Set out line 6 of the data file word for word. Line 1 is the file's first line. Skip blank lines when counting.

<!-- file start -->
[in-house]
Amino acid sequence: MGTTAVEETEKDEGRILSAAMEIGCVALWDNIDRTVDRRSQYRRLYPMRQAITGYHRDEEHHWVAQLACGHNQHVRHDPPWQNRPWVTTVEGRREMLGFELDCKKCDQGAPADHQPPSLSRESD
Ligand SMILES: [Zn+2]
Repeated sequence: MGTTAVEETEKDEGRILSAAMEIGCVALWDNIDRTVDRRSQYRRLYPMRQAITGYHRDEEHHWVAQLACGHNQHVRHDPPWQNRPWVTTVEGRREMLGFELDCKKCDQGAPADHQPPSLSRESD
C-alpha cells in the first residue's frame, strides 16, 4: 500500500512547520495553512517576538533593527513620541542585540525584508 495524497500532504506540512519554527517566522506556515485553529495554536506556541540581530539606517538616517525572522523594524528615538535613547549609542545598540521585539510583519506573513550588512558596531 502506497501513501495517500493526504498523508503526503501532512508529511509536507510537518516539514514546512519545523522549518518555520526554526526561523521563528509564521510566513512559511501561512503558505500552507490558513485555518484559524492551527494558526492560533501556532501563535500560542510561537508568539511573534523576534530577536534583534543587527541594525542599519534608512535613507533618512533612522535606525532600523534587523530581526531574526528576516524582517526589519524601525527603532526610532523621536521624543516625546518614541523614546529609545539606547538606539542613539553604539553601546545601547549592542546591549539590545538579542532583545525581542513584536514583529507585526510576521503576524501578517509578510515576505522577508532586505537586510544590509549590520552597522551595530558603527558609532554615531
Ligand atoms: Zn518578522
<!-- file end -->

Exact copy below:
Ligand atoms: Zn518578522